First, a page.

Gov. Scott Walker will become the final top-tier candidate to join the GOP battle for the White House when he announces his bid from Wisconsin on Monday.
Walker enters the race as the favorite to win Iowa’s caucuses, and with high polling numbers and plenty of grassroots enthusiasm.
He is a natural fit for the Iowa contest as a social and fiscal conservative from an adjacent state. And his appeal came into sharp focus when he captivated an Iowa audience in January with the tale of his battle against Wisconsin’s labor unions.
But there are plenty of doubts, too, when it comes to whether Walker can be the GOP nominee.
He faces a charisma question, and is seen by some critics as a vanilla candidate from the Midwest who lacks the “wow” factor — the same liability that capsized the candidacy of former Minnesota Gov. Tim Pawlenty in 2012.
While competing with more exuberant rivals such as Sen. Marco Rubio (R-Fla.) and Donald Trump, Walker must show he can appeal to wide swathes of voters.
He also must show he is ready for prime-time after stumbling earlier this year in national interviews over foreign policy, at one point comparing his battles with Wisconsin’s unions to how he’d take on Islamic terrorists.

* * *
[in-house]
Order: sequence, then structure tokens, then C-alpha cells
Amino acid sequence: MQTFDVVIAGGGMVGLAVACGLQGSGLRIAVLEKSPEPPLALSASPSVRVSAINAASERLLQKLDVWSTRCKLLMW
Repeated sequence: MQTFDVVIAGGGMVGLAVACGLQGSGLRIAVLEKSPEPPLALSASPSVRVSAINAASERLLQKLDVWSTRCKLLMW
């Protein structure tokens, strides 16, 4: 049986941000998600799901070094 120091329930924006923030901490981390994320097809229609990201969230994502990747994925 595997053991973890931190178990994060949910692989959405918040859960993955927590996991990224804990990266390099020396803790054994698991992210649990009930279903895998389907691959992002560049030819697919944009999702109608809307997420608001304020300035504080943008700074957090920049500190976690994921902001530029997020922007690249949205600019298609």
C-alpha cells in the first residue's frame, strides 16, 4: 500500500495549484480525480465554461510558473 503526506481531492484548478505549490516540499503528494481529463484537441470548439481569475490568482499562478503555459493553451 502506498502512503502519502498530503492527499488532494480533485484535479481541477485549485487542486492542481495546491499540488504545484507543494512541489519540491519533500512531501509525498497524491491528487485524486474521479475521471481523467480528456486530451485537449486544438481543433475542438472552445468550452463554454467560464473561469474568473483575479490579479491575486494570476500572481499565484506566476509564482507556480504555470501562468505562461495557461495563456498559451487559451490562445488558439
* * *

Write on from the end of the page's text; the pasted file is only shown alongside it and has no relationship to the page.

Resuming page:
“This is the major leagues and the intensity is only going to get ramped up everyday,” says GOP strategist Matt Mackowiak. “He has to prove he can perform at a high level over the long haul.”
A win in Iowa is the first crucial test, but it won’t guarantee his nomination. The last two winners of the Iowa GOP caucuses — former Arkansas Gov. Mike Huckabee in 2008 and former Sen. Rick Santorum (Pa.) in 2012 — have faded in the primary contests that followed.
“He’s clearly the frontrunner and there’s a lot of interest in him here,” said Craig Robinson, the former political director for the Iowa Republican Party. “But he still has a lot of work to do.”